Wednesday,24 October, 2018
Current issue | Issue 1412, (4 - 10 October 2018)
Wednesday,24 October, 2018
Issue 1412, (4 - 10 October 2018)

Ahram Weekly

Challenging patriarchy

The empowerment of women requires a broad-based alliance that includes government, cultural and religious institutions, and civil society organisations to bring about genuine societal transformation, writes Dina Shehata

 

The year 2018 may be remembered as a defining one for women everywhere in the world. It is the year in which thousands of women have broken their silence and spoken up against long-standing violence against women in the form of unwanted sexual advances, rape and sexual harassment.

The Harvey Weinstein affair in Hollywood opened up a Pandora’s Box of stories and scandals across the world, showing sexual abuse to be a worldwide phenomenon spanning the developed and the developing world and perpetrated by men in positions of power and authority everywhere.

Movements such as #metoo and #timesup have encouraged women to break their silence, to tell their stories and to expose predators. Powerful men in the media, politics and the business world have lost their positions because of some of the stories that have been told, giving hope that a new world in which women are protected from sexual violence may be possible.

The latest and perhaps most significant manifestation of this new challenge against deep-seated global patriarchy is the controversy surrounding the appointment and confirmation of American Supreme Court judge nominee Brett Kavanaugh. The controversy has brought the #metoo movement to the upper echelons of the American state where privileged white men continue to dominate. Its outcome will be important for defining the future direction of American politics and society.

Egypt is no stranger to the issue of sexual harassment and violence against women. In fact, it is widely considered to be one of the most dangerous places for women in the world. Levels of sexual violence in Egypt are among the highest in the world, with more than 90 per cent of the country’s women reporting that they have been subjected to sexual harassment and abuse in one form or another.

Sexual violence against women in Egypt is as omnipresent as the air women breath, and it has been perpetrated by men from all segments and social classes in society, including the state apparatus, the Islamists and the so-called progressive opposition movements. In recent years, sexual violence even became a tool in the repertoire of political repression in Egypt, with the former Mubarak regime using it in 2005 to quell protests against proposed constitutional amendments and the Muslim Brotherhood using it in 2012 to suppress protests against former president Mohamed Morsi.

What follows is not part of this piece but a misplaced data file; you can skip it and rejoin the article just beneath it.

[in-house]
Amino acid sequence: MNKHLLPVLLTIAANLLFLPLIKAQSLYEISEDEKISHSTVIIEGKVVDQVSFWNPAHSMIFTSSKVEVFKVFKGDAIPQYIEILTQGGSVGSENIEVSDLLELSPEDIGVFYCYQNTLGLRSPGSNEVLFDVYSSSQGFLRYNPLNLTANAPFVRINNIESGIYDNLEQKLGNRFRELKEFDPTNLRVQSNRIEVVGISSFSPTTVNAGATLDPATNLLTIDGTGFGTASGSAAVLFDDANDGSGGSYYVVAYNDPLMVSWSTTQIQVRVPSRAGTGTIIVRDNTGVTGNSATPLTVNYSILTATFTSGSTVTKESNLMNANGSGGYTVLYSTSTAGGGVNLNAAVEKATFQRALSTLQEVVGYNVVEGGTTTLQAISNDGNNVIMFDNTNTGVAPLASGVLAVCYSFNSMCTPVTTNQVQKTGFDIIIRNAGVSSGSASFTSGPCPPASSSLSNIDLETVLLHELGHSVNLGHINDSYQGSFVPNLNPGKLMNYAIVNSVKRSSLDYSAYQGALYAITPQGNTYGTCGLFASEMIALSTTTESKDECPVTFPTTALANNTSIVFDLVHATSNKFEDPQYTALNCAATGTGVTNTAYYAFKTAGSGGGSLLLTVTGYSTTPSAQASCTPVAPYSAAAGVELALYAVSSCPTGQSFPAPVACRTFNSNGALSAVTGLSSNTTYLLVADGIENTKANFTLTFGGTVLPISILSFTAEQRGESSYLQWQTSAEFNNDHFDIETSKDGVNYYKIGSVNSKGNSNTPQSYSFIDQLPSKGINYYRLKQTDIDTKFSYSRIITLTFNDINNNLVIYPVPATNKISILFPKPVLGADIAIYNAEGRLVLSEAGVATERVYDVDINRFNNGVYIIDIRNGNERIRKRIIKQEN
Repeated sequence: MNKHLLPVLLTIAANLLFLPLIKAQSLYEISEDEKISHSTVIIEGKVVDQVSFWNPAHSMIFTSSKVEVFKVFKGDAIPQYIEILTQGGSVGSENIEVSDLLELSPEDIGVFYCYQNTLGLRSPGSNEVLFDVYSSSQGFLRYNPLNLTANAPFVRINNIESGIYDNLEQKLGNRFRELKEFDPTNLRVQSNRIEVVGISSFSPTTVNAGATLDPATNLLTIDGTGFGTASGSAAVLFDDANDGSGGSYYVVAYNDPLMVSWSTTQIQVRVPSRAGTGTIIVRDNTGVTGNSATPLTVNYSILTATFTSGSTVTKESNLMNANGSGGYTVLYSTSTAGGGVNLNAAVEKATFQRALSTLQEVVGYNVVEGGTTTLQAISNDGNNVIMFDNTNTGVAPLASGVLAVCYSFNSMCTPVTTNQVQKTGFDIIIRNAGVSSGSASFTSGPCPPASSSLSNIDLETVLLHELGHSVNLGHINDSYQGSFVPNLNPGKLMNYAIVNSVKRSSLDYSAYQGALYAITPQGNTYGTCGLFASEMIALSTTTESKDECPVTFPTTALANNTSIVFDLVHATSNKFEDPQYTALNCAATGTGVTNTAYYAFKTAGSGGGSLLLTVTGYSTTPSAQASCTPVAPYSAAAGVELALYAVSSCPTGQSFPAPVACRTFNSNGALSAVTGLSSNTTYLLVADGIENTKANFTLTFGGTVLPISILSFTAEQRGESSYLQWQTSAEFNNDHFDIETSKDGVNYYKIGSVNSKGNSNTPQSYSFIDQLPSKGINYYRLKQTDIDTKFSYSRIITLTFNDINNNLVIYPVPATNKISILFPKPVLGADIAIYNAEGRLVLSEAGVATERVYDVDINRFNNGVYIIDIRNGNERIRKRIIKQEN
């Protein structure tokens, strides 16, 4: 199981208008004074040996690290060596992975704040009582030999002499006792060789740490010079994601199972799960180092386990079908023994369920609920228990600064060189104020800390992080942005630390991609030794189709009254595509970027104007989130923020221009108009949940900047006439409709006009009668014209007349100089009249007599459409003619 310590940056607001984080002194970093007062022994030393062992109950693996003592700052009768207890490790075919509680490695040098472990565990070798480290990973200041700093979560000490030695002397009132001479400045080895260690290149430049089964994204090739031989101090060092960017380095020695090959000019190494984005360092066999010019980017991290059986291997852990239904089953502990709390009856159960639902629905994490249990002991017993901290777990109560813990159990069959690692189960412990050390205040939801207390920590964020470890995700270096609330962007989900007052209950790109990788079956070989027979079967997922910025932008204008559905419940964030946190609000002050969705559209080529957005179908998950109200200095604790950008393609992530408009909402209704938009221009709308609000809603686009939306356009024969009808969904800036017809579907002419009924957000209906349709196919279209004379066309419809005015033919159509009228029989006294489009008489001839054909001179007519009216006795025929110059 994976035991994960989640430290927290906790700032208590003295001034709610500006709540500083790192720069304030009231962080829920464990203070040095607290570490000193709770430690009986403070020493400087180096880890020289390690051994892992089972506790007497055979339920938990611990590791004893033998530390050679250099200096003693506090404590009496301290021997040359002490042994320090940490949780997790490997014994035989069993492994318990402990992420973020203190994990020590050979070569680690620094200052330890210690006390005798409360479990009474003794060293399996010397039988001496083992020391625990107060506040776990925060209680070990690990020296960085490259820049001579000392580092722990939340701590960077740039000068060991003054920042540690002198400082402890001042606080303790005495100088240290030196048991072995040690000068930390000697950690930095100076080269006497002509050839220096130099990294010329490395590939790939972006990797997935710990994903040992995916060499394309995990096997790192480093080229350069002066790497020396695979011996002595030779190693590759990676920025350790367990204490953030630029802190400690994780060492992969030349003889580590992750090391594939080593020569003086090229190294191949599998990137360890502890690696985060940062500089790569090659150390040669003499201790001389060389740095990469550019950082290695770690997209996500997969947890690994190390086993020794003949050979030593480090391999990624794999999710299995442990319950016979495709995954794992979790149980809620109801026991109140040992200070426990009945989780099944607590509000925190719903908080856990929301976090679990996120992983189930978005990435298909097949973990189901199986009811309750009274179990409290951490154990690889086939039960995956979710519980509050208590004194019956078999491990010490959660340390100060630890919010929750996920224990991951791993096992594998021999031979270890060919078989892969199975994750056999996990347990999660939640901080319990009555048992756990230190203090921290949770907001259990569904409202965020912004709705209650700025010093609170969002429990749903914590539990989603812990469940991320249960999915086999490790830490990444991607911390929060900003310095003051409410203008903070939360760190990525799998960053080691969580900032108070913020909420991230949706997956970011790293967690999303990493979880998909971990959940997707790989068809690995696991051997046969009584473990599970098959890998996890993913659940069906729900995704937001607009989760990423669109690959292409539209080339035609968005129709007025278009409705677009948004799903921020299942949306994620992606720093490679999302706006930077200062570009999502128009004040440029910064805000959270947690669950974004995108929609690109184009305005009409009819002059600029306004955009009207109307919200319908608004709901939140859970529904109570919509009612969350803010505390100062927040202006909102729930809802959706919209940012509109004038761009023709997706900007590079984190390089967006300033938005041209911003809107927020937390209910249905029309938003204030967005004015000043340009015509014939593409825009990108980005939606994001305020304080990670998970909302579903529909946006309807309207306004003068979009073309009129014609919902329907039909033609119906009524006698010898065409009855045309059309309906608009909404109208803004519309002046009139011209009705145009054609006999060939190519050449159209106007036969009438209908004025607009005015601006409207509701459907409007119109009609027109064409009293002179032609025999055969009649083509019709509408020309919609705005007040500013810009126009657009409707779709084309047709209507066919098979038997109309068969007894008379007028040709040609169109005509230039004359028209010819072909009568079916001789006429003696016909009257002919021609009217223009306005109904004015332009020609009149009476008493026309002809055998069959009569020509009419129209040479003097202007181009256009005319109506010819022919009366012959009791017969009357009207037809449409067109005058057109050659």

Even the leaders of the so-called progressive movement in Egypt have sometimes been guilty of sexual violence. Recent allegations against Youssri Foda, a prominent journalist and media personality, are the latest in a series of allegations against the leaders of the progressive movement, illustrating that even the proponents of progressive values in Egypt can be guilty of violence against women.

Moreover, the culture of honour and shame that prevails in Egypt makes it unlikely that women will come forward and expose their abusers. Most women would rather remain silent than be shamed for having been violated. The dominant tendency in Egyptian society is to blame women who are violated by accusing them of dressing or of behaving immodestly and thus of inviting unwanted sexual advances.

In recent years, a famous poster highlighting this point of view was plastered by the Islamists across university campuses and metro stations. It showed two lollipops, one covered by a wrapper and one uncovered, thereby attracting flies. The poster was suggesting that women who cover their bodies remain pure, while women who are uncovered attract impurity.